Four months after news broke that changes were coming, the Morningstar Analyst Rating system for funds is now in place with a new methodology.  

The new system gives more weight to fees and sets the bar higher for for active funds, while shifting how Morningstar assigns ratings to fund share classes to account for specific fees being levied on each share class. (See above chart.)

The changes, which had been in the works for some time, impact the gold, silver, bronze, neutral and negative ratings (rolled out in 2011) but not the star ratings.

“We’ve enhanced the methodology that underpins the Analyst Rating and rated 123 funds under this updated approach; we’ll update the rest of our coverage universe over the next 11 months or so,” according to Jeffrey Ptak, the research firm’s global director of Manager Research.

“Among the initial batch of rated funds, downgrades outnumbered upgrades two to one, with costly funds downgraded four times as often as inexpensive funds,” Ptak, CFA, explained in a blog.

In the past, Morningstar ranked a fund’s price tag vs. those of its peer group. Now, the research group is “simply subtracting a fund’s expenses from our estimate of how much value it can add before fees. If there’s nothing left for investors, then we won’t recommend the fund,” he wrote. 

Though the research group used to give the same rating for all share classes of a fund, it’s moved to tailor ratings to each share class by taking its specific fees into account. “Thus, costlier share classes see lower ratings in some situations,” according to Ptak.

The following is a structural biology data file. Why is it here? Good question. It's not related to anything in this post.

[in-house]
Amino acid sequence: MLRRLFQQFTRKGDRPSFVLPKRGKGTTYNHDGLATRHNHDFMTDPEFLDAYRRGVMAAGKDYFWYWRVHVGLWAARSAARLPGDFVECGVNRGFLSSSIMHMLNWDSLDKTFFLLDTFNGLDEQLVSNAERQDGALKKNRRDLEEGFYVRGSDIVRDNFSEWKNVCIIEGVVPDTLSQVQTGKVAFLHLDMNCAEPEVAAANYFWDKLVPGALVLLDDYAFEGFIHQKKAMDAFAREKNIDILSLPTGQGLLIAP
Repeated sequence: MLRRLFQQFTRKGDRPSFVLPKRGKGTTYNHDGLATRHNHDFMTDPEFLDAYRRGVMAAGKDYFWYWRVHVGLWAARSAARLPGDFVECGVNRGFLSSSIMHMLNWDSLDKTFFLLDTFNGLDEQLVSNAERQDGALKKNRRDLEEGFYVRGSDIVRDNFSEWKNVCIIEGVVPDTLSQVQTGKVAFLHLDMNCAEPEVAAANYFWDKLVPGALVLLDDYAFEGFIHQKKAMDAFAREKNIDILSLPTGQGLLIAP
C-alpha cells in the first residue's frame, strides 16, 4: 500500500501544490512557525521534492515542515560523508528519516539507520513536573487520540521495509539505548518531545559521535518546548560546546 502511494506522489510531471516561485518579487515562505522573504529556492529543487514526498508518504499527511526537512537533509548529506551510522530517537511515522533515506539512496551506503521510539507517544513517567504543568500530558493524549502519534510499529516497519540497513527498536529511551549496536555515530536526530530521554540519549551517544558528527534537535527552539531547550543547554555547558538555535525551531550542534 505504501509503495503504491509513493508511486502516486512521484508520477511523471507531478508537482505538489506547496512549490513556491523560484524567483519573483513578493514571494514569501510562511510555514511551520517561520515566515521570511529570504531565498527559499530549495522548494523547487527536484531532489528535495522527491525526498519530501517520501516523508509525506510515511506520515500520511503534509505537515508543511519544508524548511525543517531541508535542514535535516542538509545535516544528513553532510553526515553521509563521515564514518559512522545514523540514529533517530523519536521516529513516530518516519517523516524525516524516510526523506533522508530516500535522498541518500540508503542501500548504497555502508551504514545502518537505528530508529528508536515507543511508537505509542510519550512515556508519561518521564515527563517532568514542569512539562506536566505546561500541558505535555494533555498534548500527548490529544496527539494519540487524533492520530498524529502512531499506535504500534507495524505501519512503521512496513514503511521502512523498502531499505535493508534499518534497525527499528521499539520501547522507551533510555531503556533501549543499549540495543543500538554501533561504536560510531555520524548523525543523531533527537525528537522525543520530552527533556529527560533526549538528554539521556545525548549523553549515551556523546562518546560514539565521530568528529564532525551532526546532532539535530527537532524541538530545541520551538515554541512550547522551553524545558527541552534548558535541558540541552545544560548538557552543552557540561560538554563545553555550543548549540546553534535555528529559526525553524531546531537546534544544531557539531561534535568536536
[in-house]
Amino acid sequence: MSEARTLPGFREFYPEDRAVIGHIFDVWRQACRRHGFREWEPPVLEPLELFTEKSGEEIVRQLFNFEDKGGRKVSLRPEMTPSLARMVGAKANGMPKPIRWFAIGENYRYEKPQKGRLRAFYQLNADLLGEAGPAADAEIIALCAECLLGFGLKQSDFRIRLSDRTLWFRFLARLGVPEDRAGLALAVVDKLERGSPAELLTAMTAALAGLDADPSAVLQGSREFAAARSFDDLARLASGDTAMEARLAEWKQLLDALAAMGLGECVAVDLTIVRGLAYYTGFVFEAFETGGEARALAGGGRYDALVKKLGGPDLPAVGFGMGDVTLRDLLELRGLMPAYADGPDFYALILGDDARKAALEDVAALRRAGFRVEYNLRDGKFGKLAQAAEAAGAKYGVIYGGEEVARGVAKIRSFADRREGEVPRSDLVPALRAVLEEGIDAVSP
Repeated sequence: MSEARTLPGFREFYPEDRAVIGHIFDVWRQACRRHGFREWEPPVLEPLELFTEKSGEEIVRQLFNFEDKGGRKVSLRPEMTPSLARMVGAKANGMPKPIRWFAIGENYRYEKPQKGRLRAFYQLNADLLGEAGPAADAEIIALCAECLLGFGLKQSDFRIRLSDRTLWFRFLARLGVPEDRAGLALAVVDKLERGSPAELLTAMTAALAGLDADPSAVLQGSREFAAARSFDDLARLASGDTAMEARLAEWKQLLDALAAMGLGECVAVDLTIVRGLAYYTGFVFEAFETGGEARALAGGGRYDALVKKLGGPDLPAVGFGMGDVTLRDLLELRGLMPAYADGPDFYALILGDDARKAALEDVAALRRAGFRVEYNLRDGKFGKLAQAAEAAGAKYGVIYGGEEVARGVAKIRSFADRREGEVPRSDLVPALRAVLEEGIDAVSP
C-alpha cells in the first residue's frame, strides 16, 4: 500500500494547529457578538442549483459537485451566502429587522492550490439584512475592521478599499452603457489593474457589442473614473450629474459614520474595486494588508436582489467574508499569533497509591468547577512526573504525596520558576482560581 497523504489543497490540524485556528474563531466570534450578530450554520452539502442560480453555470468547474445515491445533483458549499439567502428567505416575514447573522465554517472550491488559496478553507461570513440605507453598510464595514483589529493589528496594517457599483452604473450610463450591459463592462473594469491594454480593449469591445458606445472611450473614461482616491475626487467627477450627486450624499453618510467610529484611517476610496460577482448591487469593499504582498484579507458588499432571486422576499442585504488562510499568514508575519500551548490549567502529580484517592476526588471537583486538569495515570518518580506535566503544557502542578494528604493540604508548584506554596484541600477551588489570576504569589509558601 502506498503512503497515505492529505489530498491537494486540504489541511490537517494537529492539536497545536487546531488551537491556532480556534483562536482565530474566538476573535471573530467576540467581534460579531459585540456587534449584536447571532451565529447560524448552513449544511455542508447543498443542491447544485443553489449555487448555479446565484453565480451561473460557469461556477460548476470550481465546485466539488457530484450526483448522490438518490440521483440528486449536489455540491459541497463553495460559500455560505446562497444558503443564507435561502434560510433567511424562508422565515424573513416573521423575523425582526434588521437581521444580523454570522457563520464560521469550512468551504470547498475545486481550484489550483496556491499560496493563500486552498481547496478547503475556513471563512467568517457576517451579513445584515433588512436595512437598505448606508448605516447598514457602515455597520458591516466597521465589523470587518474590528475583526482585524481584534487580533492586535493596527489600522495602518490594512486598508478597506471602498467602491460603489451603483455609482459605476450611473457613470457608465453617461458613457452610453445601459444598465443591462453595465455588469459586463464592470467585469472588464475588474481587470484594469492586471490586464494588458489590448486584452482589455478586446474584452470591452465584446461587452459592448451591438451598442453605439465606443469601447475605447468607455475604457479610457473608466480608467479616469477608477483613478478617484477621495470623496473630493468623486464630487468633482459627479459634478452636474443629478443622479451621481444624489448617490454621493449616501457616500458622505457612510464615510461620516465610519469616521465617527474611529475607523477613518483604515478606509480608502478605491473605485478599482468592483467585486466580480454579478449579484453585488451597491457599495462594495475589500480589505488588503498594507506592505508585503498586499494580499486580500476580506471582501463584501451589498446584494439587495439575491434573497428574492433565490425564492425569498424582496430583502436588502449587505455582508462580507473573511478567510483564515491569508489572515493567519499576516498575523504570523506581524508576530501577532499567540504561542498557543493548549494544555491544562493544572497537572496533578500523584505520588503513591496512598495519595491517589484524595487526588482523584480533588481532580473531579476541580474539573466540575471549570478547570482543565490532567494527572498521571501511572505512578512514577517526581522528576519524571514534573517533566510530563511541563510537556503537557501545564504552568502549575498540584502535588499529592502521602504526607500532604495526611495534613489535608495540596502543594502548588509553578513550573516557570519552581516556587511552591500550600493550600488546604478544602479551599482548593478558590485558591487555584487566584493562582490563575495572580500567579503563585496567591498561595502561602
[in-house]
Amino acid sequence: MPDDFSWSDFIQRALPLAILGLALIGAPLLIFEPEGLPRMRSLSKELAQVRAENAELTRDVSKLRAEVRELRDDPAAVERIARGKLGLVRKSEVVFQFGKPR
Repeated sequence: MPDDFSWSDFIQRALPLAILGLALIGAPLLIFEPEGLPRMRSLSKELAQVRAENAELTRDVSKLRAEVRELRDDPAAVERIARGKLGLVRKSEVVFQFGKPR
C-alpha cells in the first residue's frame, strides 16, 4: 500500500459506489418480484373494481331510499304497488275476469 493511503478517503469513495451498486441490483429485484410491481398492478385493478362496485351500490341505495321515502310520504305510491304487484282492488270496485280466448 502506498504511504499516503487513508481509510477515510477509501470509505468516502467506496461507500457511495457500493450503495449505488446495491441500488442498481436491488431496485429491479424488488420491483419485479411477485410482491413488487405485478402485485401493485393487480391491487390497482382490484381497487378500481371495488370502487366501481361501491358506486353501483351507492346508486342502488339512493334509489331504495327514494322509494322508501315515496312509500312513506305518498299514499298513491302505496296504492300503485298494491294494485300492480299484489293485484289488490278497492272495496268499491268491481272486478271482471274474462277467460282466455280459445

Active vs. Passive 

To earn Gold, Silver and Bronze ratings, Morningstar researchers must believe “that an active fund can beat its benchmark index after fees, adjusted for risk,” he points out. 

In the past, it might have recommended an active fund that could outperform “its average peer but not a costless index, net of fees and after adjusting for risk,” Ptak said. “Now we won’t recommend an active fund if it can’t clear both a relevant benchmark index and peer group average.”

An Example

Morningstar shared a before-and-after look of one fund, MFS Utilities. This is the fund’s Analyst Ratings and pillar ratings using the old methodology:

Here’s  the new approach, which has two fewer pillar ratings, a different pillar ratings scale and varied Analyst Ratings for the fund’s nine share classes — reflecting the different fees the share classes levy. 

“When we accounted for each share class’ specific fees as part of our analysis, we concluded that these more expensive share classes wouldn’t add value for investors after adjusting for risk. That explains why they received Neutral ratings while the fund’s less costly share classes got Bronze ratings,” Ptak explained.